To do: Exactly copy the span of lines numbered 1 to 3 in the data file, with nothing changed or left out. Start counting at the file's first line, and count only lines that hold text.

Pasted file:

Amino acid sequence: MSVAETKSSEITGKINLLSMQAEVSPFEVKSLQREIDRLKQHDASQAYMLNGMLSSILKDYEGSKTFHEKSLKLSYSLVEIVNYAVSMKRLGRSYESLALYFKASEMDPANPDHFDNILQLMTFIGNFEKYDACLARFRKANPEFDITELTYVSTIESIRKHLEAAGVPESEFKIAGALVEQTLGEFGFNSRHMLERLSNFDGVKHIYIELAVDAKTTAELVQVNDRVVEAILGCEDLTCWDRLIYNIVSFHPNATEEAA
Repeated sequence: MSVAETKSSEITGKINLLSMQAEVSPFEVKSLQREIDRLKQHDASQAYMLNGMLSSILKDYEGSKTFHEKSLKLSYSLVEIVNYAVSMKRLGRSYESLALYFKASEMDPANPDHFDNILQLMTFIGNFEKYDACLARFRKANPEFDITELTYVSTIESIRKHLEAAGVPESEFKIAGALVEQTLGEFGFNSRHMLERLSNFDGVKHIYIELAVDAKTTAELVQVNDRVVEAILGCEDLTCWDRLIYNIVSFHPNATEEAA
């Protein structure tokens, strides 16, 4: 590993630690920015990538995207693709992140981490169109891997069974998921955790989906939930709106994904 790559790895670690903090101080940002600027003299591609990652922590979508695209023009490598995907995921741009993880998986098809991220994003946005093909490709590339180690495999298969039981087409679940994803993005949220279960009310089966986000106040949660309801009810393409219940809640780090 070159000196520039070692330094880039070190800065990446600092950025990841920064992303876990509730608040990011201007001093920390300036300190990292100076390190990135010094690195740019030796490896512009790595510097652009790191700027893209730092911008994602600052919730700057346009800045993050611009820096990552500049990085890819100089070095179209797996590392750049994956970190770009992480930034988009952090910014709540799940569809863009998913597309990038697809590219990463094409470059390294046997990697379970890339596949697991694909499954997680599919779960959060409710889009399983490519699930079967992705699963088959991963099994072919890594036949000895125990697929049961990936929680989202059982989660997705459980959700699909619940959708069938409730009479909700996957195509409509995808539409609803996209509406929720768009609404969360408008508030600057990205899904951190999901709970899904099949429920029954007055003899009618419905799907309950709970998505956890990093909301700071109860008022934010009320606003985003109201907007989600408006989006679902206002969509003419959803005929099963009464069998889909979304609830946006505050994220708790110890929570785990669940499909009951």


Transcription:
Amino acid sequence: MSVAETKSSEITGKINLLSMQAEVSPFEVKSLQREIDRLKQHDASQAYMLNGMLSSILKDYEGSKTFHEKSLKLSYSLVEIVNYAVSMKRLGRSYESLALYFKASEMDPANPDHFDNILQLMTFIGNFEKYDACLARFRKANPEFDITELTYVSTIESIRKHLEAAGVPESEFKIAGALVEQTLGEFGFNSRHMLERLSNFDGVKHIYIELAVDAKTTAELVQVNDRVVEAILGCEDLTCWDRLIYNIVSFHPNATEEAA
Repeated sequence: MSVAETKSSEITGKINLLSMQAEVSPFEVKSLQREIDRLKQHDASQAYMLNGMLSSILKDYEGSKTFHEKSLKLSYSLVEIVNYAVSMKRLGRSYESLALYFKASEMDPANPDHFDNILQLMTFIGNFEKYDACLARFRKANPEFDITELTYVSTIESIRKHLEAAGVPESEFKIAGALVEQTLGEFGFNSRHMLERLSNFDGVKHIYIELAVDAKTTAELVQVNDRVVEAILGCEDLTCWDRLIYNIVSFHPNATEEAA
């Protein structure tokens, strides 16, 4: 590993630690920015990538995207693709992140981490169109891997069974998921955790989906939930709106994904 790559790895670690903090101080940002600027003299591609990652922590979508695209023009490598995907995921741009993880998986098809991220994003946005093909490709590339180690495999298969039981087409679940994803993005949220279960009310089966986000106040949660309801009810393409219940809640780090 070159000196520039070692330094880039070190800065990446600092950025990841920064992303876990509730608040990011201007001093920390300036300190990292100076390190990135010094690195740019030796490896512009790595510097652009790191700027893209730092911008994602600052919730700057346009800045993050611009820096990552500049990085890819100089070095179209797996590392750049994956970190770009992480930034988009952090910014709540799940569809863009998913597309990038697809590219990463094409470059390294046997990697379970890339596949697991694909499954997680599919779960959060409710889009399983490519699930079967992705699963088959991963099994072919890594036949000895125990697929049961990936929680989202059982989660997705459980959700699909619940959708069938409730009479909700996957195509409509995808539409609803996209509406929720768009609404969360408008508030600057990205899904951190999901709970899904099949429920029954007055003899009618419905799907309950709970998505956890990093909301700071109860008022934010009320606003985003109201907007989600408006989006679902206002969509003419959803005929099963009464069998889909979304609830946006505050994220708790110890929570785990669940499909009951």